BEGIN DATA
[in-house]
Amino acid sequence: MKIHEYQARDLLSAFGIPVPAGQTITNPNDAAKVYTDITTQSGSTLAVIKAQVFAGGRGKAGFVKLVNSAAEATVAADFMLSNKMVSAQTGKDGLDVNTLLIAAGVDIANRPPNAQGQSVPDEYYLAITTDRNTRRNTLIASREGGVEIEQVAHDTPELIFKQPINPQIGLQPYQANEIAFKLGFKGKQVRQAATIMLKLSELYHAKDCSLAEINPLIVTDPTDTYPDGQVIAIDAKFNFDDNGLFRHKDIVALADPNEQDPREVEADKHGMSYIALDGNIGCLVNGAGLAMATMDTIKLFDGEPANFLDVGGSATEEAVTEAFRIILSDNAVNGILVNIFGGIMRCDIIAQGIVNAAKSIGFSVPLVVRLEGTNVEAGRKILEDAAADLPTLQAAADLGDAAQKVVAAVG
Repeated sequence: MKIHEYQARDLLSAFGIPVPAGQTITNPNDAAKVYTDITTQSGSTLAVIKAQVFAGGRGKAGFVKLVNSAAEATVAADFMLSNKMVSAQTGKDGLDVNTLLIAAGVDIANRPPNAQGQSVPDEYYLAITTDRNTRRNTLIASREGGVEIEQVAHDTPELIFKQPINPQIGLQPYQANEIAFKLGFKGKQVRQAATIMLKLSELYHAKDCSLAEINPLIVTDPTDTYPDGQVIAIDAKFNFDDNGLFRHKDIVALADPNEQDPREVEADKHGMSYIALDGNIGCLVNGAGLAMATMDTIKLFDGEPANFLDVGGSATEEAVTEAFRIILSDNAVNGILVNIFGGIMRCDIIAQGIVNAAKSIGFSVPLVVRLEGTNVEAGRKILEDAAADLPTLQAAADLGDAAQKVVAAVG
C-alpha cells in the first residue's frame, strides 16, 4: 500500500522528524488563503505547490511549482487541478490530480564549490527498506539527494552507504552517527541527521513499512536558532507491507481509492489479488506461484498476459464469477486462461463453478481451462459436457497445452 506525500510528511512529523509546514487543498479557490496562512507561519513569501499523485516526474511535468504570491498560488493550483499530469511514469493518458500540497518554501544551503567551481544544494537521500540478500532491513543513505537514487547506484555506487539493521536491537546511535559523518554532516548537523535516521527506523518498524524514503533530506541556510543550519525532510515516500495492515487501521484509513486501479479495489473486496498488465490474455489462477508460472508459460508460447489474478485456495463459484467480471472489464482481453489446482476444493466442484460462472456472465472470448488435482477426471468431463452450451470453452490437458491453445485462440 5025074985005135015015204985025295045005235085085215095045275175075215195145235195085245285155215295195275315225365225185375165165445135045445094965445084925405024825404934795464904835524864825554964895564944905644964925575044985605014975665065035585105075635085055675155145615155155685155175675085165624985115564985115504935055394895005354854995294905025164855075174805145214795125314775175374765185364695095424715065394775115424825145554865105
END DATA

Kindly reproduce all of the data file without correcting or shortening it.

[in-house]
Amino acid sequence: MKIHEYQARDLLSAFGIPVPAGQTITNPNDAAKVYTDITTQSGSTLAVIKAQVFAGGRGKAGFVKLVNSAAEATVAADFMLSNKMVSAQTGKDGLDVNTLLIAAGVDIANRPPNAQGQSVPDEYYLAITTDRNTRRNTLIASREGGVEIEQVAHDTPELIFKQPINPQIGLQPYQANEIAFKLGFKGKQVRQAATIMLKLSELYHAKDCSLAEINPLIVTDPTDTYPDGQVIAIDAKFNFDDNGLFRHKDIVALADPNEQDPREVEADKHGMSYIALDGNIGCLVNGAGLAMATMDTIKLFDGEPANFLDVGGSATEEAVTEAFRIILSDNAVNGILVNIFGGIMRCDIIAQGIVNAAKSIGFSVPLVVRLEGTNVEAGRKILEDAAADLPTLQAAADLGDAAQKVVAAVG
Repeated sequence: MKIHEYQARDLLSAFGIPVPAGQTITNPNDAAKVYTDITTQSGSTLAVIKAQVFAGGRGKAGFVKLVNSAAEATVAADFMLSNKMVSAQTGKDGLDVNTLLIAAGVDIANRPPNAQGQSVPDEYYLAITTDRNTRRNTLIASREGGVEIEQVAHDTPELIFKQPINPQIGLQPYQANEIAFKLGFKGKQVRQAATIMLKLSELYHAKDCSLAEINPLIVTDPTDTYPDGQVIAIDAKFNFDDNGLFRHKDIVALADPNEQDPREVEADKHGMSYIALDGNIGCLVNGAGLAMATMDTIKLFDGEPANFLDVGGSATEEAVTEAFRIILSDNAVNGILVNIFGGIMRCDIIAQGIVNAAKSIGFSVPLVVRLEGTNVEAGRKILEDAAADLPTLQAAADLGDAAQKVVAAVG
C-alpha cells in the first residue's frame, strides 16, 4: 500500500522528524488563503505547490511549482487541478490530480564549490527498506539527494552507504552517527541527521513499512536558532507491507481509492489479488506461484498476459464469477486462461463453478481451462459436457497445452 506525500510528511512529523509546514487543498479557490496562512507561519513569501499523485516526474511535468504570491498560488493550483499530469511514469493518458500540497518554501544551503567551481544544494537521500540478500532491513543513505537514487547506484555506487539493521536491537546511535559523518554532516548537523535516521527506523518498524524514503533530506541556510543550519525532510515516500495492515487501521484509513486501479479495489473486496498488465490474455489462477508460472508459460508460447489474478485456495463459484467480471472489464482481453489446482476444493466442484460462472456472465472470448488435482477426471468431463452450451470453452490437458491453445485462440 5025074985005135015015204985025295045005235085085215095045275175075215195145235195085245285155215295195275315225365225185375165165445135045445094965445084925405024825404934795464904835524864825554964895564944905644964925575044985605014975665065035585105075635085055675155145615155155685155175675085165624985115564985115504935055394895005354854995294905025164855075174805145214795125314775175374765185364695095424715065394775115424825145554865105